Employee is going to an afternoon meeting that will last beyond the end of his/her normal workday. The employee would not be reimbursed for mileage from H to W, since this is his/her normal commuting pattern. However, the employee should be reimbursed for mileage from W to D and D to H. Additional expenses may include, parking at D and any tolls/fees along the way. They would not include parking at W if the employee normally pays to park at W.
Scenario 4 - Travel status begins and ends at W:
Employee is coming in to W and going to a meeting in the middle of the day. The employee would not be reimbursed for mileage from H to W, since this is his/her normal commuting pattern. The employee would be reimbursed for mileage from W to D and from D to W, as well as for any additional expenses incurred (e.g. parking, tolls/fees). The employee would not be reimbursed for mileage from W to H, as this is his/her normal commuting pattern.
In all of the above scenarios, there is no "difference in distance" calculation to be made. As stated in the 2005 communiqué, the employee is "entitled to reimbursement of the kilometric rate for all authorized distances driven".
- Parking and Car Rental – When an employee is on extended travel status - is the employee entitled to parking reimbursement (at the self-contained accommodation) and does the employer have to pay for the rental of a car for the entire or part of the temporary assignment?
Travel requirements and related reimbursements must be discussed between an employee and his/her manager prior to the trip being taken and authorization granted accordingly. Should there be parking fees at the self-contained accommodation and should the use of a rental vehicle be authorized, related expenses incurred are to be reimbursed for the duration of the travel status.
- Dependant Care –
- Who is deemed a caregiver under the Dependant Care provisions of the NJC-TD?
For the purposes of these provisions, other caregivers can include:
- the employee’s spouse, common-law partner;
- the employee’s former spouse or common-law partner who share custody/time as a caregiver of a dependant;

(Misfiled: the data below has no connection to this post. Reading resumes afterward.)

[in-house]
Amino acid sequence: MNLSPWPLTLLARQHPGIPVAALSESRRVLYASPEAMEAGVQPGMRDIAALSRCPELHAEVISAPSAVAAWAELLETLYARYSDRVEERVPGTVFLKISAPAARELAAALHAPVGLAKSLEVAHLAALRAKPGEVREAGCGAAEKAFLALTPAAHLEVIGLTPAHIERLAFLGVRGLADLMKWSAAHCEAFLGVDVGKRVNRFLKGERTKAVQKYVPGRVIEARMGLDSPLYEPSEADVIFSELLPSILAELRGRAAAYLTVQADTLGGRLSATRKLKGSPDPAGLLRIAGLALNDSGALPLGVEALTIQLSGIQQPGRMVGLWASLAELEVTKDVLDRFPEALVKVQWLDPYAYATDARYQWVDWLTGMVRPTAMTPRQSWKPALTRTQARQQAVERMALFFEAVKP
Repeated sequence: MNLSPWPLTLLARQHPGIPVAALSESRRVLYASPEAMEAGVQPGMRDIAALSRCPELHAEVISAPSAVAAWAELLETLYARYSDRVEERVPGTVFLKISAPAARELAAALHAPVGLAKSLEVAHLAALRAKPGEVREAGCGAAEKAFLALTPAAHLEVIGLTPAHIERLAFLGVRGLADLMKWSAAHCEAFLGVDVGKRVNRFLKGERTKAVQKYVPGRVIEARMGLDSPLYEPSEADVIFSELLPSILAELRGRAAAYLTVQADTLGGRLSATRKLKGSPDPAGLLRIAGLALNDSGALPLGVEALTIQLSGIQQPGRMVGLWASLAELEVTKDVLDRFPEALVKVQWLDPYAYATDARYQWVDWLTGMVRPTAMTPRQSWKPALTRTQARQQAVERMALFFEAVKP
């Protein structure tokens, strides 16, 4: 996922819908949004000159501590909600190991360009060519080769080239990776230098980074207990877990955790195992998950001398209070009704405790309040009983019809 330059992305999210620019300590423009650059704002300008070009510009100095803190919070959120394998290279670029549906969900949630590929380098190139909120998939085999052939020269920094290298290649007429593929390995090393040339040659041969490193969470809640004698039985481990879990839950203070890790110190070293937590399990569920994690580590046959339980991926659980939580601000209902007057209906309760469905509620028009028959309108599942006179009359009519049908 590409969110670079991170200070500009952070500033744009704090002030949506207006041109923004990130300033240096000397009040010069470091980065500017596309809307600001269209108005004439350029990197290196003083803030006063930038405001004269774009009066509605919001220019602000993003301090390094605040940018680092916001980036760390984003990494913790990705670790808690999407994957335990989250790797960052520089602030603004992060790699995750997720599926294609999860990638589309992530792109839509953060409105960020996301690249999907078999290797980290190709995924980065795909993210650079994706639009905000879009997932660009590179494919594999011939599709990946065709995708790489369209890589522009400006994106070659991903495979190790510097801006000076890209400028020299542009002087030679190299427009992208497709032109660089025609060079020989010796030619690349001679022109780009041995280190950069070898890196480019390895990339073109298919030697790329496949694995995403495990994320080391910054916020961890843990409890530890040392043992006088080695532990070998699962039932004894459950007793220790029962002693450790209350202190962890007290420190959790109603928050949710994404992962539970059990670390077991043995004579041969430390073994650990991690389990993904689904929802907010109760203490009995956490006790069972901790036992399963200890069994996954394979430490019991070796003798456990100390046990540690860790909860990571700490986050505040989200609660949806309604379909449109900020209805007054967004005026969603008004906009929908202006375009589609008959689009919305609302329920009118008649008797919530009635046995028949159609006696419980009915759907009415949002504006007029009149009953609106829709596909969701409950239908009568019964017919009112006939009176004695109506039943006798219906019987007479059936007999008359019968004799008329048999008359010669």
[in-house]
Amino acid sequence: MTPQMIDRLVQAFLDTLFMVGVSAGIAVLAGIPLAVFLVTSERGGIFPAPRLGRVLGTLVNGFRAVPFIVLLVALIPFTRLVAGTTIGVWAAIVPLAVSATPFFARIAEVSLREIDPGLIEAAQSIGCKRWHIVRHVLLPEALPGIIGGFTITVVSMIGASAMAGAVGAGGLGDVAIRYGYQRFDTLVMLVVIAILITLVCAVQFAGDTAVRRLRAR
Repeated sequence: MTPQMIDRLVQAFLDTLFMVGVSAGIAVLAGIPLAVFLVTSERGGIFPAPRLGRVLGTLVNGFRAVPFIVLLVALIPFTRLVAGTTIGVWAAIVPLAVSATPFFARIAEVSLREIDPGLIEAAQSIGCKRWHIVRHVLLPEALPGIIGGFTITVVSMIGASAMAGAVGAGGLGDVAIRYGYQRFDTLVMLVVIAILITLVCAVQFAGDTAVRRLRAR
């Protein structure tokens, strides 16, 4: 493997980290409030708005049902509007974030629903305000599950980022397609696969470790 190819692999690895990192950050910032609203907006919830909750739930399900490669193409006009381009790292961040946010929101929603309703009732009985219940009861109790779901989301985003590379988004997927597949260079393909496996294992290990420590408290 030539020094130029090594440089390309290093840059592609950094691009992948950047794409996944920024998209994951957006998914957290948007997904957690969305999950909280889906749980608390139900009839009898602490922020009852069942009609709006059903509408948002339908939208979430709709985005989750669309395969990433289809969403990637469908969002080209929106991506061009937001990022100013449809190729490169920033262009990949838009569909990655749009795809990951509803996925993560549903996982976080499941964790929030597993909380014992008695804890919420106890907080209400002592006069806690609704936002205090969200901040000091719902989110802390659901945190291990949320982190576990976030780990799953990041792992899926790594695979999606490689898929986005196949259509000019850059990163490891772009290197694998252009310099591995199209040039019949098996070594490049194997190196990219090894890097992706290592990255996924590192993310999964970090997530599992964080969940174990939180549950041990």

- other dependants 18 years of age or older residing with the employee or residing with the employee’s former spouse or common-law partner who shares custody/time as a caregiver of a dependant, who do not have a mental or physical disability that makes them unable to provide dependant care or care for themselves; or
- a person identified as a legal guardian of the dependant requiring care.
- When can dependant care expenses be reimbursed?
Dependant care expenses can be reimbursed when:
- the employee is required to be absent from their residence on authorized government business travel;
- the caregivers listed above are unavailable because they are required to work or must attend scheduled medical appointments or courses at a recognized learning institution;
- the former spouse, common law partner, or guardian is not scheduled to provide care; and
- expenses that are incurred as a result of travelling on government business are additional to expenses the employee would incur when not travelling.
- What are the reimbursable maximums?
When authorized, an employee who is required to travel on government business shall be reimbursed dependant care expenses, up to a daily maximum of:
- $35 Canadian, per household, with a declaration; or
- $75 Canadian, per household, with a receipt for services provided by an individual or company in the business of providing dependant care services.